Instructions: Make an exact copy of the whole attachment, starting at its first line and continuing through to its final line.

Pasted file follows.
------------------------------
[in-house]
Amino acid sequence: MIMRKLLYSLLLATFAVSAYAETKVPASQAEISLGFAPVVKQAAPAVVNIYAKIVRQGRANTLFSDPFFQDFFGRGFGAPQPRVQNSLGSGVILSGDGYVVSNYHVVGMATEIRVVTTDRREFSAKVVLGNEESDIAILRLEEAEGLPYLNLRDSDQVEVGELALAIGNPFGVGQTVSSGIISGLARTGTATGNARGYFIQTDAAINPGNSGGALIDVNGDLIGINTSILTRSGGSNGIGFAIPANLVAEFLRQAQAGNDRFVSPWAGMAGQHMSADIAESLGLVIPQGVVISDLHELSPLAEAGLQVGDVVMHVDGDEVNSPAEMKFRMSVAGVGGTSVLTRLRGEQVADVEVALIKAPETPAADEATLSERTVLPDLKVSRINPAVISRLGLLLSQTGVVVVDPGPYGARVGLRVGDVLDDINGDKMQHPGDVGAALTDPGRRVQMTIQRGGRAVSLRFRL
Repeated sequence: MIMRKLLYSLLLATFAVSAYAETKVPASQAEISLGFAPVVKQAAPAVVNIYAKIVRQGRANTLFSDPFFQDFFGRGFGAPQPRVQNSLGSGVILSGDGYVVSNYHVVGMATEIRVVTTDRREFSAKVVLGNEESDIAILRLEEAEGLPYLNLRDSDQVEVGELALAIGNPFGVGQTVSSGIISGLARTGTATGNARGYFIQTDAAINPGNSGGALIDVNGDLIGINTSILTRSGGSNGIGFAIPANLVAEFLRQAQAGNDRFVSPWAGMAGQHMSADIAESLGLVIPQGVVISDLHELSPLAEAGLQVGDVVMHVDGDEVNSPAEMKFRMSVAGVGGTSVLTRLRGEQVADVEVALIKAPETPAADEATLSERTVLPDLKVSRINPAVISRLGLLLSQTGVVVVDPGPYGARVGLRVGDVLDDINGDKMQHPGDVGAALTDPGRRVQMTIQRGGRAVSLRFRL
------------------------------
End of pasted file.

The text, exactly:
[in-house]
Amino acid sequence: MIMRKLLYSLLLATFAVSAYAETKVPASQAEISLGFAPVVKQAAPAVVNIYAKIVRQGRANTLFSDPFFQDFFGRGFGAPQPRVQNSLGSGVILSGDGYVVSNYHVVGMATEIRVVTTDRREFSAKVVLGNEESDIAILRLEEAEGLPYLNLRDSDQVEVGELALAIGNPFGVGQTVSSGIISGLARTGTATGNARGYFIQTDAAINPGNSGGALIDVNGDLIGINTSILTRSGGSNGIGFAIPANLVAEFLRQAQAGNDRFVSPWAGMAGQHMSADIAESLGLVIPQGVVISDLHELSPLAEAGLQVGDVVMHVDGDEVNSPAEMKFRMSVAGVGGTSVLTRLRGEQVADVEVALIKAPETPAADEATLSERTVLPDLKVSRINPAVISRLGLLLSQTGVVVVDPGPYGARVGLRVGDVLDDINGDKMQHPGDVGAALTDPGRRVQMTIQRGGRAVSLRFRL
Repeated sequence: MIMRKLLYSLLLATFAVSAYAETKVPASQAEISLGFAPVVKQAAPAVVNIYAKIVRQGRANTLFSDPFFQDFFGRGFGAPQPRVQNSLGSGVILSGDGYVVSNYHVVGMATEIRVVTTDRREFSAKVVLGNEESDIAILRLEEAEGLPYLNLRDSDQVEVGELALAIGNPFGVGQTVSSGIISGLARTGTATGNARGYFIQTDAAINPGNSGGALIDVNGDLIGINTSILTRSGGSNGIGFAIPANLVAEFLRQAQAGNDRFVSPWAGMAGQHMSADIAESLGLVIPQGVVISDLHELSPLAEAGLQVGDVVMHVDGDEVNSPAEMKFRMSVAGVGGTSVLTRLRGEQVADVEVALIKAPETPAADEATLSERTVLPDLKVSRINPAVISRLGLLLSQTGVVVVDPGPYGARVGLRVGDVLDDINGDKMQHPGDVGAALTDPGRRVQMTIQRGGRAVSLRFRL